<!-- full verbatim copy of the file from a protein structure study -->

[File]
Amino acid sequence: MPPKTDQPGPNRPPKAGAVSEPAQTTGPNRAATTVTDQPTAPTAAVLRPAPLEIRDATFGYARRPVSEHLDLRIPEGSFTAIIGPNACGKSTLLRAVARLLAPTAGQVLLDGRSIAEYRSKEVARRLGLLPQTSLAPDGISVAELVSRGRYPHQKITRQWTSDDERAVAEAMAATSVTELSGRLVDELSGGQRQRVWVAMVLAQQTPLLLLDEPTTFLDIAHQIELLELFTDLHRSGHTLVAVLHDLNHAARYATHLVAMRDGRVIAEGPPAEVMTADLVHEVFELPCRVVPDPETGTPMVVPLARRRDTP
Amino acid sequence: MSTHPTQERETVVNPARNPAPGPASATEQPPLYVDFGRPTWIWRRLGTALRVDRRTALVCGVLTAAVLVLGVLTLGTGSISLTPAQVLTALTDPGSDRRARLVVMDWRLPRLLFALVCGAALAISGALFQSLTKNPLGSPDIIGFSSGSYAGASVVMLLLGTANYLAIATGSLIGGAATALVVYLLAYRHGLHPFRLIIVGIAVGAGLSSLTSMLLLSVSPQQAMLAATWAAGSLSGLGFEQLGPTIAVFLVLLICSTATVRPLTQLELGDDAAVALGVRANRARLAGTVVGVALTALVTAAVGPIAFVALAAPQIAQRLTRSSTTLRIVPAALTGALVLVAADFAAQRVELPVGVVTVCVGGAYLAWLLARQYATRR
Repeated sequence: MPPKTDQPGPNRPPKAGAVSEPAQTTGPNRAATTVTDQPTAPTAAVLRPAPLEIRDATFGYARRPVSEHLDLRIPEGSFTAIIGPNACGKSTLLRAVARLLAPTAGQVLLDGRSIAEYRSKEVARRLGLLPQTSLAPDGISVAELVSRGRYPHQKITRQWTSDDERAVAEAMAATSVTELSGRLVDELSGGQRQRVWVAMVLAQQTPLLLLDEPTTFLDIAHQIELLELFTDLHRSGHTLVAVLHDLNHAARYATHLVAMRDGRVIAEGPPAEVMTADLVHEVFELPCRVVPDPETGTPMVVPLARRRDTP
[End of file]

Amino acid sequence: MPPKTDQPGPNRPPKAGAVSEPAQTTGPNRAATTVTDQPTAPTAAVLRPAPLEIRDATFGYARRPVSEHLDLRIPEGSFTAIIGPNACGKSTLLRAVARLLAPTAGQVLLDGRSIAEYRSKEVARRLGLLPQTSLAPDGISVAELVSRGRYPHQKITRQWTSDDERAVAEAMAATSVTELSGRLVDELSGGQRQRVWVAMVLAQQTPLLLLDEPTTFLDIAHQIELLELFTDLHRSGHTLVAVLHDLNHAARYATHLVAMRDGRVIAEGPPAEVMTADLVHEVFELPCRVVPDPETGTPMVVPLARRRDTP
Amino acid sequence: MSTHPTQERETVVNPARNPAPGPASATEQPPLYVDFGRPTWIWRRLGTALRVDRRTALVCGVLTAAVLVLGVLTLGTGSISLTPAQVLTALTDPGSDRRARLVVMDWRLPRLLFALVCGAALAISGALFQSLTKNPLGSPDIIGFSSGSYAGASVVMLLLGTANYLAIATGSLIGGAATALVVYLLAYRHGLHPFRLIIVGIAVGAGLSSLTSMLLLSVSPQQAMLAATWAAGSLSGLGFEQLGPTIAVFLVLLICSTATVRPLTQLELGDDAAVALGVRANRARLAGTVVGVALTALVTAAVGPIAFVALAAPQIAQRLTRSSTTLRIVPAALTGALVLVAADFAAQRVELPVGVVTVCVGGAYLAWLLARQYATRR
Repeated sequence: MPPKTDQPGPNRPPKAGAVSEPAQTTGPNRAATTVTDQPTAPTAAVLRPAPLEIRDATFGYARRPVSEHLDLRIPEGSFTAIIGPNACGKSTLLRAVARLLAPTAGQVLLDGRSIAEYRSKEVARRLGLLPQTSLAPDGISVAELVSRGRYPHQKITRQWTSDDERAVAEAMAATSVTELSGRLVDELSGGQRQRVWVAMVLAQQTPLLLLDEPTTFLDIAHQIELLELFTDLHRSGHTLVAVLHDLNHAARYATHLVAMRDGRVIAEGPPAEVMTADLVHEVFELPCRVVPDPETGTPMVVPLARRRDTP